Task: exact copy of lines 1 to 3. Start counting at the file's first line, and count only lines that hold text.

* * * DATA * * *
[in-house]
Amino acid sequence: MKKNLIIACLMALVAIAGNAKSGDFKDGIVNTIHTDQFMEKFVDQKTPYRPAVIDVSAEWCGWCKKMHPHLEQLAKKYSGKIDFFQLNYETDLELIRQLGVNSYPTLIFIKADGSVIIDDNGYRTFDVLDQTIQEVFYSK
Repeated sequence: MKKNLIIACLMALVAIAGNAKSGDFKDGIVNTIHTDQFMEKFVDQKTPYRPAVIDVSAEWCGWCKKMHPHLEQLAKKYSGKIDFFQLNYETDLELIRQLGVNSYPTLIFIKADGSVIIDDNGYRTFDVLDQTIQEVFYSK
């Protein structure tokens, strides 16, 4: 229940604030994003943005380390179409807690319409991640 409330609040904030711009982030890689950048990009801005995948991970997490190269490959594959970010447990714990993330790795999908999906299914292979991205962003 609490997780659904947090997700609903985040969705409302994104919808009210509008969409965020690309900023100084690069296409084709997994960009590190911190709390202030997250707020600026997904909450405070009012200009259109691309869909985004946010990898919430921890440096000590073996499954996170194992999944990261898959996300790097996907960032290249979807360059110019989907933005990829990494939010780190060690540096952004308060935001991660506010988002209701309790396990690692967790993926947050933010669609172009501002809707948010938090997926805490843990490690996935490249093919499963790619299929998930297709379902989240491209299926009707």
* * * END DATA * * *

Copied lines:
[in-house]
Amino acid sequence: MKKNLIIACLMALVAIAGNAKSGDFKDGIVNTIHTDQFMEKFVDQKTPYRPAVIDVSAEWCGWCKKMHPHLEQLAKKYSGKIDFFQLNYETDLELIRQLGVNSYPTLIFIKADGSVIIDDNGYRTFDVLDQTIQEVFYSK
Repeated sequence: MKKNLIIACLMALVAIAGNAKSGDFKDGIVNTIHTDQFMEKFVDQKTPYRPAVIDVSAEWCGWCKKMHPHLEQLAKKYSGKIDFFQLNYETDLELIRQLGVNSYPTLIFIKADGSVIIDDNGYRTFDVLDQTIQEVFYSK